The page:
Nothing on television reflects the state of American economic anxiety quite like the workplace competition show. When “The Apprentice” premiered in 2004, the economy was booming and the show played as a kind of capitalist gladiatorial match, a bracing dose of Donald Trump’s transparent greed and ego. As the economy soured and the ritualistic firing of average American Joes began to feel a bit too harsh, “Celebrity Apprentice” eased the collective conscience. Then the economic panic of 2009 brought us “Shark Tank”—also from producer Mark Burnett, the man behind both “The Apprentice” and “Survivor”—in which aspiring entrepreneurs pitch business ideas to a panel of investors, who, for the most part, mercilessly shoot them down.
“Be the Boss,” which premiered Sunday on A&E, sets out to be something different: a balm for economic anxiety instead of a kick to the groin for entrepreneurial dreamers. On “Be the Boss,” employees are plucked from their low-level sales jobs in obscure corners of a corporate empire—Auntie Anne’s, The Melting Pot, Molly Maid—told that their good work has been noted and that they are in line for a promotion, and then forced to fight for it. The premiere features a former swimsuit model named Ashley and a big, red-faced ex-Marine named Jason, both employees of Complete Nutrition. What Ashley and Jason don’t know is that the winner will actually be given his own franchise to run, and the loser won’t be a loser at all. (In the premiere, at least, the “loser” gets promoted to V.P. of brand development.) The “everybody wins” trick is one way to approach an environment of widespread unemployment and underemployment, but the result is a sense of drearily low stakes. It is “The Apprentice” turned fully on its head, a workplace competition show that pumps all its contestants full of gratitude for the generosity of the corporate powers-that-be.
“Be the Boss” comes from the creators of CBS’s “Undercover Boss,” and it shares its predecessor’s relentlessly feel-good spirit. That show—which premiered in 2010 and is now in the middle of its fourth season—features benevolent CEOs who descend deus ex machina to transform the lives of their employees. The boss spends some time trying to hack it on the assembly line or in the kitchen with his workers and then ultimately reveals himself, offering breezy fixes like paid vacation and cash bonuses. (Needless to say, no broader overhauling of the structure of worker benefits here.) Much praise is heaped on the boss by his staff, and vice versa. Tears are shed, mutual revelations are traded, and then everyone goes happily back to work.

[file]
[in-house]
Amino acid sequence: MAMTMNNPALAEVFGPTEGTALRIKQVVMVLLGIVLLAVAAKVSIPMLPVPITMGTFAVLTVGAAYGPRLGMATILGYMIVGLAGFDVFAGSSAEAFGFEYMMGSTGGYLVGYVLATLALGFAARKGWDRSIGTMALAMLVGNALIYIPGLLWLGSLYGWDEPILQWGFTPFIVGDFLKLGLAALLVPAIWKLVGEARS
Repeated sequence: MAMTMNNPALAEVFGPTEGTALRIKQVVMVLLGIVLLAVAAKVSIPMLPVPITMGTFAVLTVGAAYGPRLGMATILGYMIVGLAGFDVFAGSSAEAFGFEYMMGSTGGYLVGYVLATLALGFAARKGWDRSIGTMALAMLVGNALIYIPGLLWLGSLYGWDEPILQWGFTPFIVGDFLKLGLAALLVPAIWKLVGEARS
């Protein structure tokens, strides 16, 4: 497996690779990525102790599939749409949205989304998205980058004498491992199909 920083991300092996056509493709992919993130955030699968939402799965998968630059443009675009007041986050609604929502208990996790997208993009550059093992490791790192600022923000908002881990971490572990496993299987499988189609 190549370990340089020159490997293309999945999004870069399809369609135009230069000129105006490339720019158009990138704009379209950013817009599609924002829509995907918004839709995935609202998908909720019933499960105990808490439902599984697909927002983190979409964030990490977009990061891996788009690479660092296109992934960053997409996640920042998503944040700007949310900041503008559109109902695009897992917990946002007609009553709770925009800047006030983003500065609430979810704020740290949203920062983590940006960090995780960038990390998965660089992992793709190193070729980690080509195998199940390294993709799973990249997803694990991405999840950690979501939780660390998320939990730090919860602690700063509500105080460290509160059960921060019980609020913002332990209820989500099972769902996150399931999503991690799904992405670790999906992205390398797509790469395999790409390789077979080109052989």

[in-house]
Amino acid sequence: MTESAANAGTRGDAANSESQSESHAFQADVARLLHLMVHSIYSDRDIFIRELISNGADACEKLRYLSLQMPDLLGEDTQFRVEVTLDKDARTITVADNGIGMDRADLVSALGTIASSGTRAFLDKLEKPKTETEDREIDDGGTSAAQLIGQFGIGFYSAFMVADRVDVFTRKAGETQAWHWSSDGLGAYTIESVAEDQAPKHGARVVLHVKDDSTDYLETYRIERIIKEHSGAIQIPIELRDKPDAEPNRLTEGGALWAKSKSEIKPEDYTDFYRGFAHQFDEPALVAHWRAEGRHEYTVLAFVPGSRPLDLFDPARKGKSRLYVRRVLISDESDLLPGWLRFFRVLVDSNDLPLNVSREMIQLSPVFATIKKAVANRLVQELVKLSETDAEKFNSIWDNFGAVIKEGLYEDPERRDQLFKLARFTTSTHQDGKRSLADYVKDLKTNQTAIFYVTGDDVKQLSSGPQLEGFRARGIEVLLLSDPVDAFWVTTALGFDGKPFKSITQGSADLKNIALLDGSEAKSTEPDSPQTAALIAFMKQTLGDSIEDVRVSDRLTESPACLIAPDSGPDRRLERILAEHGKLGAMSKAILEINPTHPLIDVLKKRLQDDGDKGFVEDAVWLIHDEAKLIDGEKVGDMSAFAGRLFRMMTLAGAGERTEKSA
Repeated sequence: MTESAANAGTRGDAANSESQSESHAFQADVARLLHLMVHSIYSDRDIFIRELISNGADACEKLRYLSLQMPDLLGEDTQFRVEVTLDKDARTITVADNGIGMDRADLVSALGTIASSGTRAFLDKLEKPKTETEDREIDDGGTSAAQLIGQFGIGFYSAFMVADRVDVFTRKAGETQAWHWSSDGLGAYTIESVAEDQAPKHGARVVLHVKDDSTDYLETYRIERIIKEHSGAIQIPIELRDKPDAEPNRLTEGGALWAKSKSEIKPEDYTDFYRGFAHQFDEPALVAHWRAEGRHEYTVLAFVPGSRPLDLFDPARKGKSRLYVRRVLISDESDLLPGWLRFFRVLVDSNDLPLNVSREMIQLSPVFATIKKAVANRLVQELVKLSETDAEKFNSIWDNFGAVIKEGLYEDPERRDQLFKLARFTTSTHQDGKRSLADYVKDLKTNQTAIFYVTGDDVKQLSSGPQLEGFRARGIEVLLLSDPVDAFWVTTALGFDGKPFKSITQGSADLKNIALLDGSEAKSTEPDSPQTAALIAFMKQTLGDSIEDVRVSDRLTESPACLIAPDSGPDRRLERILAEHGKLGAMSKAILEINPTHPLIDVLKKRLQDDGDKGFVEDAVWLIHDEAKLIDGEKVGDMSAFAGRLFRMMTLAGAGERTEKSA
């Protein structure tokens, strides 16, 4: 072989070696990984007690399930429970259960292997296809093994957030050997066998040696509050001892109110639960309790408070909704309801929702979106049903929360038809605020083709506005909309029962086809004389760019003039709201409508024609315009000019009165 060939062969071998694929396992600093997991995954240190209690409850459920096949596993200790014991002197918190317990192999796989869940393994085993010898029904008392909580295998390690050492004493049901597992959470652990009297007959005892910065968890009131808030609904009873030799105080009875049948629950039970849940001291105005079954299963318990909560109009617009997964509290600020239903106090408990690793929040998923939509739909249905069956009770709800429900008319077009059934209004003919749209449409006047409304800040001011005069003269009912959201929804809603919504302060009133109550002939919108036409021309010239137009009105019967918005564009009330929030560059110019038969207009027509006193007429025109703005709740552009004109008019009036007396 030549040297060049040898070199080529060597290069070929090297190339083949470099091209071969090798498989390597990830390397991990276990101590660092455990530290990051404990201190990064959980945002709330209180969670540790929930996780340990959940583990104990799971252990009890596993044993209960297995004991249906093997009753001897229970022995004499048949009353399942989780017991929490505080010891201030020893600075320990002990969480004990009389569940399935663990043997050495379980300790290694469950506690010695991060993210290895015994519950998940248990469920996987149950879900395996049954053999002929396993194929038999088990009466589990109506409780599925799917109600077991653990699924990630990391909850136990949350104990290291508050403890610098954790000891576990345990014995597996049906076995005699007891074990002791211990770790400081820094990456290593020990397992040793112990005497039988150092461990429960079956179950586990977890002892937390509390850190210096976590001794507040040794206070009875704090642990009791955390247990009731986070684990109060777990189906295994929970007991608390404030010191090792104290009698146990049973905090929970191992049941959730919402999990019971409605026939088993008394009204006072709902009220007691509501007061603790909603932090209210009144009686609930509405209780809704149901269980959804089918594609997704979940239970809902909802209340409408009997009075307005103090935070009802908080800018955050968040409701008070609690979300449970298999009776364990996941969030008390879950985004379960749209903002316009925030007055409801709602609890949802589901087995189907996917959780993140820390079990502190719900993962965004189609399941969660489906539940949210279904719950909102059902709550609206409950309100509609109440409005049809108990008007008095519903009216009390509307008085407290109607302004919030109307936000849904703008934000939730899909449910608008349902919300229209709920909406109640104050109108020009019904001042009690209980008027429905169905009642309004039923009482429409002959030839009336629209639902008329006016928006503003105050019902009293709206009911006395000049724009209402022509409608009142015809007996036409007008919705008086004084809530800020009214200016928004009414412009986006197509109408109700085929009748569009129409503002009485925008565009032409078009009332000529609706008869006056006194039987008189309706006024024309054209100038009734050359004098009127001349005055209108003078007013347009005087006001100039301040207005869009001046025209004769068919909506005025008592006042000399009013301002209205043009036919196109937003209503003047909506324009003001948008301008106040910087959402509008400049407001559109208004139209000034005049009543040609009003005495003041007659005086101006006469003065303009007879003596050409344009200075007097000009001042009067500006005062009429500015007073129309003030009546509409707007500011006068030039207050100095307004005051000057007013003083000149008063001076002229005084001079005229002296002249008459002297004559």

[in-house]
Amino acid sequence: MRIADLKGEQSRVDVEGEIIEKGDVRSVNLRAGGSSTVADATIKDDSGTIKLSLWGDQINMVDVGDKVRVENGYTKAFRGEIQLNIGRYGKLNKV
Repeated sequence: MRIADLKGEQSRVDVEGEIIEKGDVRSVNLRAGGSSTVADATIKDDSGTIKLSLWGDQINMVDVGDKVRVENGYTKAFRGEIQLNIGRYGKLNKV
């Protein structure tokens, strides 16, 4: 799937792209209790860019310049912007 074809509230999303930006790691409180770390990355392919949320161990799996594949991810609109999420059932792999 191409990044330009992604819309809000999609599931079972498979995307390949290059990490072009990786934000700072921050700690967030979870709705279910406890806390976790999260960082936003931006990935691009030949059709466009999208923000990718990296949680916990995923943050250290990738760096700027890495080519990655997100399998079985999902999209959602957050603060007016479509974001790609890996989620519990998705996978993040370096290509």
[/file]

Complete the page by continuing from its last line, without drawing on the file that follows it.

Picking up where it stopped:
It takes a vanilla show like “Undercover Boss” or “Be the Boss” to make you appreciate the way “The Apprentice” warps the workplace, with its dull routines and MBA lingo and spreadsheet tabulations of success, into something surreal and mildly terrifying. Of course, “The Apprentice,” which returns in March with an all-star celebrity edition for its thirteenth season, has always been less about the actual business world than Trump’s particular brutal worldview. It is “Survivor” brought to the boardroom, the office as a kind of wilderness in which corporate politics are as extreme and dire as a fight to the death. Like “Survivor,” “The Apprentice” is a game of endurance and adversity more than an exercise in business savvy. “Manhattan is a tough place. This isle is the real junk. If you’re not careful it can chew you up and spit you out,” Trump said in the show’s first episode, as the camera cut to a homeless man on a bench. “It’s either the suite or the street,” he declared. Trump is always showing off his gilded penthouse to contestants, dangling all that garish prosperity like a carrot. The vision of success the show peddles is obscene and total: there is no in-between. It is a zero-sum-game of poverty and riches—and that is why it makes for good TV.
If shows like “The Apprentice” and “Shark Tank” advocate pluck and ingenuity, “Be the Boss” pushes a kind of identity effacement: the contestants are constantly being reminded not to stray too far off message, to rep the brand, to plug its products and stick to company talking points. The tasks competitors must perform are low-grade and straightforward. In the premiere, challenges include teaching a fitness class and setting up a pop-up vitamin store in a park. This may be the perfect test for running a franchise, but it makes for a pretty tedious spectacle. One competitor is reprimanded for forgetting to promote Complete Nutrition vitamin supplements during the class she teaches. It all requires minimal creativity and maximum conformity to the corporation’s ideas about itself.
As much as “The Apprentice” seems to be about contestants remaking themselves in the image of Donald Trump—after all, the prize is getting plugged into the machinery of his empire—Trump’s role is mostly to be an opulent icon, a caricature of the self-made man. Particularly in the show’s early years, before Birtherism and talk of a presidential run, when Trump was still a joke but a less noxious one, the very fact of his ridiculousness made “The Apprentice” feel like it contained within it a kind of self-critique. “Be The Boss” and “Undercover Boss,” for their part, do not want to be a critique of anything. Rather than a kind of absurdist theater of capitalism, they offer a queasy mix of company image-boosting and spiritual encouragement. They are a shoulder-squeeze from corporate in tough economic times. But in tough economic times, perhaps a reality check is what viewers need most.
Laura Bennett is a staff writer at The New Republic.